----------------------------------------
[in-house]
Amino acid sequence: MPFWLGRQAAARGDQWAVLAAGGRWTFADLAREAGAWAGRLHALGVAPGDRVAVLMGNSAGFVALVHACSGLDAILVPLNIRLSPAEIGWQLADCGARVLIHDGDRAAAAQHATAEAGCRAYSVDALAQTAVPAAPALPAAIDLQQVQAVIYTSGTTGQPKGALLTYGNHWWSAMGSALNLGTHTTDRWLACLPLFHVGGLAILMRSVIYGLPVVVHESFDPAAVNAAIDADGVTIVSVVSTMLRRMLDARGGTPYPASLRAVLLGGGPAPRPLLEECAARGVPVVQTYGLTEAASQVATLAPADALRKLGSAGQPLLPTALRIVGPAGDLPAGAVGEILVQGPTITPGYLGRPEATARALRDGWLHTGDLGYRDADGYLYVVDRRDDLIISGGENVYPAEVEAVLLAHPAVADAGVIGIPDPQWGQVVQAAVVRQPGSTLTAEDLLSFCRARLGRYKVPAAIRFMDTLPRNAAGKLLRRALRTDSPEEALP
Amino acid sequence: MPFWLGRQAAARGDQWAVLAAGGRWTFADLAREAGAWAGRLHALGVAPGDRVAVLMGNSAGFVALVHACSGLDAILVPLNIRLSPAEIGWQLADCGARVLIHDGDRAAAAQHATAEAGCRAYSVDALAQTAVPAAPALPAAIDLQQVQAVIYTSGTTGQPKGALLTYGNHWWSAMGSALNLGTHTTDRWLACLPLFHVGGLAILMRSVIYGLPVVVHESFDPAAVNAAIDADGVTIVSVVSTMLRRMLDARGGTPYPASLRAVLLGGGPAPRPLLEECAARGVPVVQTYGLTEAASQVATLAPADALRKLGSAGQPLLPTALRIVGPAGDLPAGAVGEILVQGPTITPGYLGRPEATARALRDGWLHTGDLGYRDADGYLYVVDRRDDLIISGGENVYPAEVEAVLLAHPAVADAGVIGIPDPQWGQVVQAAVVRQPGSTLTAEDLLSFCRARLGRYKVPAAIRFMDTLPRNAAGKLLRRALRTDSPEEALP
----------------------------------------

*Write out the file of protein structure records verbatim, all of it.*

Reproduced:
[in-house]
Amino acid sequence: MPFWLGRQAAARGDQWAVLAAGGRWTFADLAREAGAWAGRLHALGVAPGDRVAVLMGNSAGFVALVHACSGLDAILVPLNIRLSPAEIGWQLADCGARVLIHDGDRAAAAQHATAEAGCRAYSVDALAQTAVPAAPALPAAIDLQQVQAVIYTSGTTGQPKGALLTYGNHWWSAMGSALNLGTHTTDRWLACLPLFHVGGLAILMRSVIYGLPVVVHESFDPAAVNAAIDADGVTIVSVVSTMLRRMLDARGGTPYPASLRAVLLGGGPAPRPLLEECAARGVPVVQTYGLTEAASQVATLAPADALRKLGSAGQPLLPTALRIVGPAGDLPAGAVGEILVQGPTITPGYLGRPEATARALRDGWLHTGDLGYRDADGYLYVVDRRDDLIISGGENVYPAEVEAVLLAHPAVADAGVIGIPDPQWGQVVQAAVVRQPGSTLTAEDLLSFCRARLGRYKVPAAIRFMDTLPRNAAGKLLRRALRTDSPEEALP
Amino acid sequence: MPFWLGRQAAARGDQWAVLAAGGRWTFADLAREAGAWAGRLHALGVAPGDRVAVLMGNSAGFVALVHACSGLDAILVPLNIRLSPAEIGWQLADCGARVLIHDGDRAAAAQHATAEAGCRAYSVDALAQTAVPAAPALPAAIDLQQVQAVIYTSGTTGQPKGALLTYGNHWWSAMGSALNLGTHTTDRWLACLPLFHVGGLAILMRSVIYGLPVVVHESFDPAAVNAAIDADGVTIVSVVSTMLRRMLDARGGTPYPASLRAVLLGGGPAPRPLLEECAARGVPVVQTYGLTEAASQVATLAPADALRKLGSAGQPLLPTALRIVGPAGDLPAGAVGEILVQGPTITPGYLGRPEATARALRDGWLHTGDLGYRDADGYLYVVDRRDDLIISGGENVYPAEVEAVLLAHPAVADAGVIGIPDPQWGQVVQAAVVRQPGSTLTAEDLLSFCRARLGRYKVPAAIRFMDTLPRNAAGKLLRRALRTDSPEEALP